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Body movements, especially orofacial movements, are known to influence brain-wide neuronal activity. In the sensory cortex, thalamocortical bottom-up inputs and motor-sensory top-down inputs are thought to affect the dynamics of membrane potentials (V m ) of neurons and change their processing of sensory information during movements. However, direct perturbation of the axons projecting to the sensory cortex from other remote areas during movements has remained unassessed, and therefore the interareal circuits generating motor-related signals in sensory cortices are still unclear. Using a G i -coupled opsin, eOPN3, we here inhibited interareal signals incoming to the whisker primary somatosensory cortex (wS1) of awake behaving mice and tested their effects on whisking-related changes in neuronal activities in wS1. Spontaneous whisking in air induced the changes in spike rates of a fraction of wS1 neurons which were accompanied by depolarization and substantial reduction of slow-wave oscillatory fluctuations of V m . Despite an extensive innervation, inhibition of inputs from the whisker primary motor cortex (wM1) to wS1 did not alter the spike rates and V m dynamics of wS1 neurons during whisking. In contrast, inhibition of axons from the whisker-related thalamus (wTLM) and the whisker secondary somatosensory cortex (wS2) to wS1 largely attenuated the whisking-related supra- and sub-threshold V m dynamics of wS1 neurons. Our findings thus suggest that sensorimotor integration in wS1 during spontaneous whisking is mediated by direct synaptic inputs from wTLM and wS2 rather than from wM1.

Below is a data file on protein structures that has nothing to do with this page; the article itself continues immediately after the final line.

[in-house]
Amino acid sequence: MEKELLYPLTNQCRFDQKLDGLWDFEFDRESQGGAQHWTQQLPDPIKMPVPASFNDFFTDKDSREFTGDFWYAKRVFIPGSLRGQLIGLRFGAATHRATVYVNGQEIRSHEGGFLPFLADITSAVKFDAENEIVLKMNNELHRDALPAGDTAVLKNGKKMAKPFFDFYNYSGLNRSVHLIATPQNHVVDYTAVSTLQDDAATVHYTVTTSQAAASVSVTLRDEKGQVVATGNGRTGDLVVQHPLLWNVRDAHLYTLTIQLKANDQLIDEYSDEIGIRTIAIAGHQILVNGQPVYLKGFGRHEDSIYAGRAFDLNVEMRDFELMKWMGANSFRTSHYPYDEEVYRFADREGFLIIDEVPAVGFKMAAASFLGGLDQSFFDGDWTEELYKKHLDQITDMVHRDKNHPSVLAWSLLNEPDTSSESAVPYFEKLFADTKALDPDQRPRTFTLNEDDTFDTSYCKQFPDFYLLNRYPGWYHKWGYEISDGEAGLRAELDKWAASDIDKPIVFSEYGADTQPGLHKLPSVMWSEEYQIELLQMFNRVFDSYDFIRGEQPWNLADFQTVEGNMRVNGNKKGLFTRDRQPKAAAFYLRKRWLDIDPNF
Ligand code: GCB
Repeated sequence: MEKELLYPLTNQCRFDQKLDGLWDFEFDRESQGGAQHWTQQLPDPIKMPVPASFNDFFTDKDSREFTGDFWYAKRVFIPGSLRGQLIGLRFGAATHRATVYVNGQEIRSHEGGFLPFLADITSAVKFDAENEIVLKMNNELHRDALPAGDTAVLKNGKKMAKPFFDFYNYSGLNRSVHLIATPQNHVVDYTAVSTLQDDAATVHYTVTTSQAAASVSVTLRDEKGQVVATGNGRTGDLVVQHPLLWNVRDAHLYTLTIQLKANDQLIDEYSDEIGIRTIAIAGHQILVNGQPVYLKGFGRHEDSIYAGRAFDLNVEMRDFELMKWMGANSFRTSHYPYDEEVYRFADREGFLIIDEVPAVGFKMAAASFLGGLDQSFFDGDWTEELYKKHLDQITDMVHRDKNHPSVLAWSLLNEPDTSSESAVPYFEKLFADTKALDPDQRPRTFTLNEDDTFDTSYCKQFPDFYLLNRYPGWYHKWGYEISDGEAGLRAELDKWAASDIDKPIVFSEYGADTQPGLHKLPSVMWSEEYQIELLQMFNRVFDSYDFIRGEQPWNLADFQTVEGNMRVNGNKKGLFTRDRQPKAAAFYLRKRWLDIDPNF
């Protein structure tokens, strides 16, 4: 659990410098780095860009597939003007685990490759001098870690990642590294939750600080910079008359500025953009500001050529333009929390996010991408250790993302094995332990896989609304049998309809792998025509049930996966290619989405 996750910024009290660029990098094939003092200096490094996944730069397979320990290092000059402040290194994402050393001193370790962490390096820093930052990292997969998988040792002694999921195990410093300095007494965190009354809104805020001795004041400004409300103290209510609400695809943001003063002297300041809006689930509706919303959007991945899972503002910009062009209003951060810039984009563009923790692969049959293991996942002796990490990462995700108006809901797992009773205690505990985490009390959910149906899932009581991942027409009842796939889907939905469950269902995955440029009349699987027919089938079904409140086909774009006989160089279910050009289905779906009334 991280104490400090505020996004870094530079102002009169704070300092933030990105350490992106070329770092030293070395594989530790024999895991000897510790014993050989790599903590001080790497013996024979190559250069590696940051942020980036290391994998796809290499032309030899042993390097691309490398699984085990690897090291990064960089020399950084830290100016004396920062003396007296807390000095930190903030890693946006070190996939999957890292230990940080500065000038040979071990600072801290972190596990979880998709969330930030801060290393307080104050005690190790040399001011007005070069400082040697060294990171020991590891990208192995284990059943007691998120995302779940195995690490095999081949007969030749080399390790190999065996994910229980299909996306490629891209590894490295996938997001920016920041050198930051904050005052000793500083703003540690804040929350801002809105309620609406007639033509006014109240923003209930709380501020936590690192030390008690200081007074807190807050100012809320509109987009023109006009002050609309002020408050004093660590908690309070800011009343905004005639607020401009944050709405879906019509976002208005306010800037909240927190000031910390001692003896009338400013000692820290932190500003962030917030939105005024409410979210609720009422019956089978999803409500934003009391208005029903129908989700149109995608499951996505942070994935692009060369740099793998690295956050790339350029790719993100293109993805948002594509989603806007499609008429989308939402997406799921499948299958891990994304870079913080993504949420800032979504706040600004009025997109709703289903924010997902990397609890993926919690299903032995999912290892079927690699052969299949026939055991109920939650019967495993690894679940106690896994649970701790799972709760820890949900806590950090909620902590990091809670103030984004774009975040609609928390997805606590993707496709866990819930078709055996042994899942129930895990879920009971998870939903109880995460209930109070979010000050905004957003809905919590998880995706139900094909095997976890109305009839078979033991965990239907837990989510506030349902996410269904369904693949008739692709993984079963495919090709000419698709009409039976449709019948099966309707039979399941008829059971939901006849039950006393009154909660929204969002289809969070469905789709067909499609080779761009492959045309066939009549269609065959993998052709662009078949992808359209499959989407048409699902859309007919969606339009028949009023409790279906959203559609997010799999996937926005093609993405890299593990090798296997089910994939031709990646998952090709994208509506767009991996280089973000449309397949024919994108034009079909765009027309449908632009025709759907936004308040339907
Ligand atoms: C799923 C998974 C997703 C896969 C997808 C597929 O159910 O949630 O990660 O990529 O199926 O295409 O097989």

The traditional viewpoint underscores the importance of motor-sensory projections in shaping movement-induced neuronal activity within sensory cortices. However, this study challenges such established views. We reveal that the synaptic inputs from the whisker primary motor cortex do not alter the dynamics of neuronal activity in the whisker primary somatosensory cortex (wS1) during spontaneous whisker movements. Furthermore, we make a novel observation that inhibiting inputs from the whisker secondary somatosensory cortex (wS2) substantially curtails movement-related activities in wS1. These findings provoke a reconsideration of the role of motor-sensory projections in sensorimotor integration and bring to light a new function for wS2-to-wS1 projections.